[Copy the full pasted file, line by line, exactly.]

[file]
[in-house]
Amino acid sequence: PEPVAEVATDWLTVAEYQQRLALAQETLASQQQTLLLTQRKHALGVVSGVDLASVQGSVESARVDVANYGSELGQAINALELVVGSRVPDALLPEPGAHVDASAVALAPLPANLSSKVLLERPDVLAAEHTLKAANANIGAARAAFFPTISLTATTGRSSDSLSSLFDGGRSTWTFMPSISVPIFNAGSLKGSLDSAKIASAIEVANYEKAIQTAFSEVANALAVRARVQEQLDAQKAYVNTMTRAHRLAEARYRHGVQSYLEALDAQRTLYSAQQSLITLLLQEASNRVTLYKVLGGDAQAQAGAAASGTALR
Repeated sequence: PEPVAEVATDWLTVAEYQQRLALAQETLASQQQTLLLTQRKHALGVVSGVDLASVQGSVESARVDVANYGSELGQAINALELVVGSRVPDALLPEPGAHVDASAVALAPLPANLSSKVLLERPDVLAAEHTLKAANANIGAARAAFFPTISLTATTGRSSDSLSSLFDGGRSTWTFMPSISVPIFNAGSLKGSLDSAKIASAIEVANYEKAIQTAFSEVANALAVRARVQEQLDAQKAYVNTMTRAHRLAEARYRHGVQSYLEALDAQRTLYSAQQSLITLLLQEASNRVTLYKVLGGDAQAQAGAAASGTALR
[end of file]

[in-house]
Amino acid sequence: PEPVAEVATDWLTVAEYQQRLALAQETLASQQQTLLLTQRKHALGVVSGVDLASVQGSVESARVDVANYGSELGQAINALELVVGSRVPDALLPEPGAHVDASAVALAPLPANLSSKVLLERPDVLAAEHTLKAANANIGAARAAFFPTISLTATTGRSSDSLSSLFDGGRSTWTFMPSISVPIFNAGSLKGSLDSAKIASAIEVANYEKAIQTAFSEVANALAVRARVQEQLDAQKAYVNTMTRAHRLAEARYRHGVQSYLEALDAQRTLYSAQQSLITLLLQEASNRVTLYKVLGGDAQAQAGAAASGTALR
Repeated sequence: PEPVAEVATDWLTVAEYQQRLALAQETLASQQQTLLLTQRKHALGVVSGVDLASVQGSVESARVDVANYGSELGQAINALELVVGSRVPDALLPEPGAHVDASAVALAPLPANLSSKVLLERPDVLAAEHTLKAANANIGAARAAFFPTISLTATTGRSSDSLSSLFDGGRSTWTFMPSISVPIFNAGSLKGSLDSAKIASAIEVANYEKAIQTAFSEVANALAVRARVQEQLDAQKAYVNTMTRAHRLAEARYRHGVQSYLEALDAQRTLYSAQQSLITLLLQEASNRVTLYKVLGGDAQAQAGAAASGTALR